It is no secret that companies are shifting large infrastructures to the cloud. With more and more companies undergoing the digital transformation of their services, we have been witnessing cloud adoption as a software growth and maintenance strategy for a few years now.
The nature of this movement has changed over time, so it is important to ask yourself what cloud adoption looks like today. Only by bringing yourself up to speed with the key trends can you streamline your cloud migration strategy, so let us fill you in.
How much are companies spending on cloud costs?
In 2021, companies spent $410.9 billion on public cloud services. Gartner expects this number to rise by 20.4% in 2022 to reach $494.7 billion. Spending on Cloud Application Services (SaaS) continues to reign by a long margin, as monolithic applications are largely deemed relics of the past.
Furthermore, although IaaS continues to remain popular and will likely experience the most growth in terms of IT spending, PaaS is on the radar of companies prioritizing cloud-native applications. The latter also tends to be heavier on the pockets, contributing to increasing expenditure on cloud services. DaaS is also projected to see considerable growth, owing to the introduction and persistence of hybrid and remote workplace environments.
For companies migrating to the cloud now, the process is no longer a simple transition from one set of servers to another. The cloud ecosystem is brimming with innovation as service providers, having figured out the basics, are now shifting focus to improving existing facilities and adding new ones. With a plethora of opportunities at their disposal, companies can sometimes get ahead of themselves. Overspending, then, is commonplace in the cloud marketplace. A lack of clarity vis-à-vis their business and product needs, coupled with submission to shiny object syndrome, drive companies to spend on non-essential services, especially at the time of migration. It is easy to fall into this trap. Most companies only realize it once they have made the commitment, and try to undo the damage by reversing the process.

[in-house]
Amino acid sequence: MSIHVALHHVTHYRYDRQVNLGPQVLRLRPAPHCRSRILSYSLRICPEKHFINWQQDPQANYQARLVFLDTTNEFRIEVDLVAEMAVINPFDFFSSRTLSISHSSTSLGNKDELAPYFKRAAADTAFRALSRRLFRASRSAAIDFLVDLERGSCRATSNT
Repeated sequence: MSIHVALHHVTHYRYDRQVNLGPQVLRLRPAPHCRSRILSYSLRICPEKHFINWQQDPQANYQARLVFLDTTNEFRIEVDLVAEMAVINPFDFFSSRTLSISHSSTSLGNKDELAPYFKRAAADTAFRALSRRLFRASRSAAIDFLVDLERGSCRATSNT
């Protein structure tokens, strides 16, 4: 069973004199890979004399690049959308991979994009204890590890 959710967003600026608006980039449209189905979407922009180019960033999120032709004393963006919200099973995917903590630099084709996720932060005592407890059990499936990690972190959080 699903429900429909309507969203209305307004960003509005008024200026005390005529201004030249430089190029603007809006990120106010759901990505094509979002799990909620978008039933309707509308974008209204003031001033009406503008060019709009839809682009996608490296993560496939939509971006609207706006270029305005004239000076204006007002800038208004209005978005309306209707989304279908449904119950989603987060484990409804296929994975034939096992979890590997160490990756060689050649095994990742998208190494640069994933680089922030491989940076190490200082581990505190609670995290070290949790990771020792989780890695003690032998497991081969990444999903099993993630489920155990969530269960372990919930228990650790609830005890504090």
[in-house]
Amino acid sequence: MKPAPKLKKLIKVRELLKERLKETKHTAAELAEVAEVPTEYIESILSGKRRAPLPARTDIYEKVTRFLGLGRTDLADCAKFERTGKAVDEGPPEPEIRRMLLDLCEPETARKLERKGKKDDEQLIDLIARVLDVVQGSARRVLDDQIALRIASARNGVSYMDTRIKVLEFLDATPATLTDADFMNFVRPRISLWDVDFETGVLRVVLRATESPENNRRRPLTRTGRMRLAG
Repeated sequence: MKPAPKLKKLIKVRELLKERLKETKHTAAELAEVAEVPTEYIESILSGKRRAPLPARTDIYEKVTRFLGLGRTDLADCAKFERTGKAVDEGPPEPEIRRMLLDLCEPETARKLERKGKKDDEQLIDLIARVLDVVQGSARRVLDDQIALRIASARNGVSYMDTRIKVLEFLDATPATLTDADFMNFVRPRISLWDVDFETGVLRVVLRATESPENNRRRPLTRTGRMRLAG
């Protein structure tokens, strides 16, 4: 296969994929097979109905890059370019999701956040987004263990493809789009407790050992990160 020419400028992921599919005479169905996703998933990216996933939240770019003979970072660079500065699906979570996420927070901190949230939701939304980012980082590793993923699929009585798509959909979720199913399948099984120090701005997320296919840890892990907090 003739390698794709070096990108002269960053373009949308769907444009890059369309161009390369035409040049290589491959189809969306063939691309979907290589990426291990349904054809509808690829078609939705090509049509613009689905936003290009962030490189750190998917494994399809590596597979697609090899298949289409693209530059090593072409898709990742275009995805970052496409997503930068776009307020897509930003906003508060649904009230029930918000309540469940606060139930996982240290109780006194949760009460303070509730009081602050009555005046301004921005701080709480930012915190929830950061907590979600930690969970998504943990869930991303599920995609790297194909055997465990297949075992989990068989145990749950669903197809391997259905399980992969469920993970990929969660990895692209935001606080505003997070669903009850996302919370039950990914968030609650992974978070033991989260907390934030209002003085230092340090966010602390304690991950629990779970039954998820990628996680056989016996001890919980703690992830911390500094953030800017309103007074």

Is on-prem a thing of the past?
Not yet. There is no doubt about the cloud’s potential and its utility for companies. However, clients are also becoming more cognizant of their cloud-related expenditure, especially when it exceeds their budget. The costs add up, and it is difficult to ignore them. Although many public cloud providers offer pay-as-you-go pricing services, companies often purchase more services than they use. When companies are unclear about their objectives, such expenditure is more extravagant than the utility. This awareness with regards to their cloud spending has encouraged companies to take stock of their needs and expenses, and when they do not add up, to consider partly shifting back to on-prem.
Gone are the days of mindlessly unloading entire infrastructures into the cloud. It is often expensive, for instance, to pull out data from the cloud. Increasingly, companies only migrate data to the cloud for safety purposes but are well aware of the costs that will accompany any request to move it off the cloud platform. On-premises continues to prove useful in this case.
For many, concerns of security and control also motivate them to keep data on-premises. The public cloud has its benefits, but private storage has its place, too, especially for some components of your software. All in all, on-premises is here to stay, as companies continue to acknowledge and appreciate its value despite their reliance on public cloud environments.
Why are companies choosing to migrate to the cloud in 2022?
As the public cloud matures, its capabilities, too, expand. It also guarantees significant advantages in some use cases. It is worth it, then, to put your money into the cloud infrastructure for those specific reasons. Cloud technologies have the potential to deliver faster and better performing experiences to end-users. Emerging technological innovations in the cloud are giving rise to new services that public cloud vendors can capitalize on. Various use cases are surfacing as companies understand the cloud better and see its potential. They are pushing the boundaries on how they can use the cloud, and cloud service providers are keeping track of the changing nature of the demand.